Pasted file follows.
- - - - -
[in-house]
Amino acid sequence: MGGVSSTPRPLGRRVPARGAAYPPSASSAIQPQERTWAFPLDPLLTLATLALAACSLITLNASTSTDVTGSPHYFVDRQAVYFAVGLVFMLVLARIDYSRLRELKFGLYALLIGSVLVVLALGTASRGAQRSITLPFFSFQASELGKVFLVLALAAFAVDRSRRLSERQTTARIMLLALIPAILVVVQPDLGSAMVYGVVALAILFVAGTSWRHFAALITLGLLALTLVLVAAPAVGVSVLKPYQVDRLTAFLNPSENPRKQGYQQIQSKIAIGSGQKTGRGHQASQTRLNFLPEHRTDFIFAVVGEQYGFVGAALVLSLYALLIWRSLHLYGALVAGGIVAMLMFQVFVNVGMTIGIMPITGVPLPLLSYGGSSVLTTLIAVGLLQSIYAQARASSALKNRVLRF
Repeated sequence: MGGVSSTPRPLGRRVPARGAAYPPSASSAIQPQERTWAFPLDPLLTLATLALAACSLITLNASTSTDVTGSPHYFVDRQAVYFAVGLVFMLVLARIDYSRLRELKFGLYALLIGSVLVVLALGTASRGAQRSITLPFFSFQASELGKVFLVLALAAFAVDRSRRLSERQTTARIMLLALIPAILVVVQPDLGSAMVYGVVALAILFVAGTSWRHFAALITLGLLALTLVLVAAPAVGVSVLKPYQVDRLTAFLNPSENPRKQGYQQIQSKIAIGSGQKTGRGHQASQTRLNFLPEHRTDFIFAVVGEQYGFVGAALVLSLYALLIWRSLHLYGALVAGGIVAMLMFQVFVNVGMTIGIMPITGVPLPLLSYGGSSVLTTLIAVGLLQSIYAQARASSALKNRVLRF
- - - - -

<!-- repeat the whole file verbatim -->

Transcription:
[in-house]
Amino acid sequence: MGGVSSTPRPLGRRVPARGAAYPPSASSAIQPQERTWAFPLDPLLTLATLALAACSLITLNASTSTDVTGSPHYFVDRQAVYFAVGLVFMLVLARIDYSRLRELKFGLYALLIGSVLVVLALGTASRGAQRSITLPFFSFQASELGKVFLVLALAAFAVDRSRRLSERQTTARIMLLALIPAILVVVQPDLGSAMVYGVVALAILFVAGTSWRHFAALITLGLLALTLVLVAAPAVGVSVLKPYQVDRLTAFLNPSENPRKQGYQQIQSKIAIGSGQKTGRGHQASQTRLNFLPEHRTDFIFAVVGEQYGFVGAALVLSLYALLIWRSLHLYGALVAGGIVAMLMFQVFVNVGMTIGIMPITGVPLPLLSYGGSSVLTTLIAVGLLQSIYAQARASSALKNRVLRF
Repeated sequence: MGGVSSTPRPLGRRVPARGAAYPPSASSAIQPQERTWAFPLDPLLTLATLALAACSLITLNASTSTDVTGSPHYFVDRQAVYFAVGLVFMLVLARIDYSRLRELKFGLYALLIGSVLVVLALGTASRGAQRSITLPFFSFQASELGKVFLVLALAAFAVDRSRRLSERQTTARIMLLALIPAILVVVQPDLGSAMVYGVVALAILFVAGTSWRHFAALITLGLLALTLVLVAAPAVGVSVLKPYQVDRLTAFLNPSENPRKQGYQQIQSKIAIGSGQKTGRGHQASQTRLNFLPEHRTDFIFAVVGEQYGFVGAALVLSLYALLIWRSLHLYGALVAGGIVAMLMFQVFVNVGMTIGIMPITGVPLPLLSYGGSSVLTTLIAVGLLQSIYAQARASSALKNRVLRF